To outsiders, these church leaders look a lot like the Pharisees in John 9.

On the flip side there are strident voices in the world claiming that science is sufficient to answer all questions. Some atheists even go so far as to argue that questions that can't be answered by science are not important. This is just as foolish as the Pharisaical attempt to deny the scientific facts.

In the story of the blind man, the scientific questions were not the most interesting.

What happened?
An un-credentialed rabbi spat in the dust and rubbed the resulting mud on a blind man's eyes. When the blind man washed the mud off at the Pool of Siloam his blindness was cured.
Are you sure the man who can now see is the same man who had been blind for years?
Yes.

This is all true. There were witnesses. But all this is merely set up or context for the most interesting question of all: What about this healer? How do you explain the healer?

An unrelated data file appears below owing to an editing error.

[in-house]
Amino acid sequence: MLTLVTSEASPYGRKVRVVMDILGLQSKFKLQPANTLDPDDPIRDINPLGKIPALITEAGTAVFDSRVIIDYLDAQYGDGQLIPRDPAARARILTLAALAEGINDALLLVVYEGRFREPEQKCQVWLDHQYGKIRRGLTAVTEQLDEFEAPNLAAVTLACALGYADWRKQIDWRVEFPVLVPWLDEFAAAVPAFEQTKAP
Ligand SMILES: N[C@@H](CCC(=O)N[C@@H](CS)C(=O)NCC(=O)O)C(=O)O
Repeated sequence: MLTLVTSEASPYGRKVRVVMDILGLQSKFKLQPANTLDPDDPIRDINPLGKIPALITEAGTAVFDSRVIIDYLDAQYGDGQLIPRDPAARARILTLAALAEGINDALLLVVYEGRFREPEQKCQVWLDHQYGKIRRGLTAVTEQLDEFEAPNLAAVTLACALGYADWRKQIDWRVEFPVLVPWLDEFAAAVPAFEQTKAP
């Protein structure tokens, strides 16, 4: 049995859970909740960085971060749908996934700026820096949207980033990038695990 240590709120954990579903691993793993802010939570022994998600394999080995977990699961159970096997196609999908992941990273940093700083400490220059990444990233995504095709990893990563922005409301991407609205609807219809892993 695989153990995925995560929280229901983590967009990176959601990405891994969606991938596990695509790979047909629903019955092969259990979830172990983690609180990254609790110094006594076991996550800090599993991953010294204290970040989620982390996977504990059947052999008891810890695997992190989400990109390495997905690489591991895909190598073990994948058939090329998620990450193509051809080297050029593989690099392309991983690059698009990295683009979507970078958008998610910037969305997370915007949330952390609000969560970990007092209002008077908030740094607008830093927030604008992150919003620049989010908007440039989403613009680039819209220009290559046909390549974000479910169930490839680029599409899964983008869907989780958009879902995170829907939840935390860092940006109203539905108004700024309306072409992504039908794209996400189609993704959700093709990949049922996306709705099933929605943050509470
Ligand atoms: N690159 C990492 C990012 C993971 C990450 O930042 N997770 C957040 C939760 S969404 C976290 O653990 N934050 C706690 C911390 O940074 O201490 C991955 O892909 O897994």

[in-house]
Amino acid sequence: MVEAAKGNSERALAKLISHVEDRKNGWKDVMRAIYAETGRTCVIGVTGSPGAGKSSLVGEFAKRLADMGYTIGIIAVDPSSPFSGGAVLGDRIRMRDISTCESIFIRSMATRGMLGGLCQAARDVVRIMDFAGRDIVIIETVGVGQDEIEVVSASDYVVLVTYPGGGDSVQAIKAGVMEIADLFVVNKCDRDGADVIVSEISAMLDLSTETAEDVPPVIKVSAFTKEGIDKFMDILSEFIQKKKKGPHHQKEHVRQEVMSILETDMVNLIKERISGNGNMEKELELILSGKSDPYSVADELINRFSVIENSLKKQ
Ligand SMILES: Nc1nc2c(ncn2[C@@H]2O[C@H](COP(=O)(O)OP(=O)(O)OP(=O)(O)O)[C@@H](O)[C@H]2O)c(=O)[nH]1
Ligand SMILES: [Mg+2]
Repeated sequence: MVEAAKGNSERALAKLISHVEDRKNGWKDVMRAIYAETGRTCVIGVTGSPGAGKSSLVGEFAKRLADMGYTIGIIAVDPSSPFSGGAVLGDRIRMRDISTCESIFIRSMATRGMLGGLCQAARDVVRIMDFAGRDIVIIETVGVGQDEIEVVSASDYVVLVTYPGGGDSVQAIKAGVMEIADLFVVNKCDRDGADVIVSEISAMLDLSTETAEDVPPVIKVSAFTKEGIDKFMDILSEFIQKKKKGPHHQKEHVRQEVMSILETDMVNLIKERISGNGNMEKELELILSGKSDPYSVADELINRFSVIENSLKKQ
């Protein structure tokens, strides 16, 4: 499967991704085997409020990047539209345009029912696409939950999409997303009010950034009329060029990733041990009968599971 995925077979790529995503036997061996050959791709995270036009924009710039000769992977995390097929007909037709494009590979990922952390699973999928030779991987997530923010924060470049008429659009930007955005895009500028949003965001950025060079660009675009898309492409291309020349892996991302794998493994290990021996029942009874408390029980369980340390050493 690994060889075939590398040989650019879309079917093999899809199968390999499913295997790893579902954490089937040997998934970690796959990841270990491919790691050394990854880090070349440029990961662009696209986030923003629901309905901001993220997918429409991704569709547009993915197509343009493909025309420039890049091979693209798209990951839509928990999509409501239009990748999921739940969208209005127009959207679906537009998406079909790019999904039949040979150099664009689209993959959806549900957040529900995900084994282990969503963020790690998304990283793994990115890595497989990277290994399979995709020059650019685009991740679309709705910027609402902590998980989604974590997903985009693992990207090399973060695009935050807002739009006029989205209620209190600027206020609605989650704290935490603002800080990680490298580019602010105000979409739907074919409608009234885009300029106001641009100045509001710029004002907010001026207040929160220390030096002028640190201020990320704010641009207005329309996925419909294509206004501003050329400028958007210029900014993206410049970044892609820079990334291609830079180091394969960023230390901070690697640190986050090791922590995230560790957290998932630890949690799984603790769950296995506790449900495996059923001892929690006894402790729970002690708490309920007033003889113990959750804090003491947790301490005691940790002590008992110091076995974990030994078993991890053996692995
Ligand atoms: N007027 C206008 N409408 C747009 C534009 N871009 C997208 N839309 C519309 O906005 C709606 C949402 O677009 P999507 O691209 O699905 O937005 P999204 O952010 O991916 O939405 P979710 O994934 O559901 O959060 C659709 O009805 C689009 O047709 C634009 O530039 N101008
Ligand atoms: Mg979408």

Even in the Gospel of John, this question is understood to be a question of faith. And for 2000 years people have been wrestling with THIS question. It's completely outside science. But if we don't ask it, that would be evidence of our own diminished humanity. It would not be evidence of higher intelligence.

Faith and science ask and answer different questions.

My daughter spent this summer at Rosario Marine Biological Field Station doing research on a sea creature called an isopod. They were barely into the summer when Shelley and her partner, JoAnna Cowles, made a scientific discovery. Current literature says this species of isopod grows to a maximum size of four centimeters. Shelley and JoAnna found one six centimeters long. The complete life cycle of these isopods is not known. Shelley and JoAnna observed babies.